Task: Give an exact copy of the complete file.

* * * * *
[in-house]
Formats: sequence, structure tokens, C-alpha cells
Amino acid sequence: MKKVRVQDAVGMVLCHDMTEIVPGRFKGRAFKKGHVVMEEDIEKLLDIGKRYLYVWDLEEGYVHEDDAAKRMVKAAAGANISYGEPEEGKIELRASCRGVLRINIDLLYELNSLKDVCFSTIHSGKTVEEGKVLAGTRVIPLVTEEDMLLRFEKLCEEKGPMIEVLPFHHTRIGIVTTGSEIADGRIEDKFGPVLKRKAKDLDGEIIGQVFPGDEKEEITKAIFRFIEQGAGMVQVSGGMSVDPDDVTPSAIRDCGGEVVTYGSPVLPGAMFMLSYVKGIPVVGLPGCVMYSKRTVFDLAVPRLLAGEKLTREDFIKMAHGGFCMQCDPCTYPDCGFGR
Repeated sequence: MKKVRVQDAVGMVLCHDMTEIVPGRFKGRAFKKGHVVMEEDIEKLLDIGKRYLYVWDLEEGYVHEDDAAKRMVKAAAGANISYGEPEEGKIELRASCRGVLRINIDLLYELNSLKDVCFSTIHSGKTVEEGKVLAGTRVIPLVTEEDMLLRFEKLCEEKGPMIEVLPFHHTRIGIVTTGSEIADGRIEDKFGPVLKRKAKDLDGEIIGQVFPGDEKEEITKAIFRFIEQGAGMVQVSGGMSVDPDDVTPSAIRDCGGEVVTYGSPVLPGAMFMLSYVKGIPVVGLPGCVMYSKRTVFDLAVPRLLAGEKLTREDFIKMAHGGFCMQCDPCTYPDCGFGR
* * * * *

[in-house]
Formats: sequence, structure tokens, C-alpha cells
Amino acid sequence: MKKVRVQDAVGMVLCHDMTEIVPGRFKGRAFKKGHVVMEEDIEKLLDIGKRYLYVWDLEEGYVHEDDAAKRMVKAAAGANISYGEPEEGKIELRASCRGVLRINIDLLYELNSLKDVCFSTIHSGKTVEEGKVLAGTRVIPLVTEEDMLLRFEKLCEEKGPMIEVLPFHHTRIGIVTTGSEIADGRIEDKFGPVLKRKAKDLDGEIIGQVFPGDEKEEITKAIFRFIEQGAGMVQVSGGMSVDPDDVTPSAIRDCGGEVVTYGSPVLPGAMFMLSYVKGIPVVGLPGCVMYSKRTVFDLAVPRLLAGEKLTREDFIKMAHGGFCMQCDPCTYPDCGFGR
Repeated sequence: MKKVRVQDAVGMVLCHDMTEIVPGRFKGRAFKKGHVVMEEDIEKLLDIGKRYLYVWDLEEGYVHEDDAAKRMVKAAAGANISYGEPEEGKIELRASCRGVLRINIDLLYELNSLKDVCFSTIHSGKTVEEGKVLAGTRVIPLVTEEDMLLRFEKLCEEKGPMIEVLPFHHTRIGIVTTGSEIADGRIEDKFGPVLKRKAKDLDGEIIGQVFPGDEKEEITKAIFRFIEQGAGMVQVSGGMSVDPDDVTPSAIRDCGGEVVTYGSPVLPGAMFMLSYVKGIPVVGLPGCVMYSKRTVFDLAVPRLLAGEKLTREDFIKMAHGGFCMQCDPCTYPDCGFGR